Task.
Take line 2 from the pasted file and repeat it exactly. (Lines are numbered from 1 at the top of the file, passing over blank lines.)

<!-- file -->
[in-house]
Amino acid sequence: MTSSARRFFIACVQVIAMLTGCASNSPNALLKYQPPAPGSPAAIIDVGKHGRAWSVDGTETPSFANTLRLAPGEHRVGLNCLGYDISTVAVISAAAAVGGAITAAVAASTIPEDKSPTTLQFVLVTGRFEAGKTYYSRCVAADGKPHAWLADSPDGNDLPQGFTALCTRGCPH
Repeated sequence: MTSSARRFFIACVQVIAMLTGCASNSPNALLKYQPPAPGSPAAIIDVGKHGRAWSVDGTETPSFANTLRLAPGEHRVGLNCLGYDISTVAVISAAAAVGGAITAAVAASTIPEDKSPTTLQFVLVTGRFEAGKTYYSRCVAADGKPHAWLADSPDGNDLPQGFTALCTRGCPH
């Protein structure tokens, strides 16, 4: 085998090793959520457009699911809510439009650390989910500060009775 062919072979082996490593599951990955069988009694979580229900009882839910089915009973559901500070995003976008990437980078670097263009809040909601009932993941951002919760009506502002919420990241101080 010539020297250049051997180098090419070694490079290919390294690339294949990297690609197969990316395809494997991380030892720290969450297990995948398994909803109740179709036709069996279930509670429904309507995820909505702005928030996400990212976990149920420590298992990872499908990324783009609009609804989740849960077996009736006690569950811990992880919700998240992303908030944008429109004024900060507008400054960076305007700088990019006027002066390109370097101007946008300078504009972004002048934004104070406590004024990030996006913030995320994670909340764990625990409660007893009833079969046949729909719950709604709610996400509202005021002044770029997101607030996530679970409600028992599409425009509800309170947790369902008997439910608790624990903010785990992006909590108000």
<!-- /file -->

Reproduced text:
Amino acid sequence: MTSSARRFFIACVQVIAMLTGCASNSPNALLKYQPPAPGSPAAIIDVGKHGRAWSVDGTETPSFANTLRLAPGEHRVGLNCLGYDISTVAVISAAAAVGGAITAAVAASTIPEDKSPTTLQFVLVTGRFEAGKTYYSRCVAADGKPHAWLADSPDGNDLPQGFTALCTRGCPH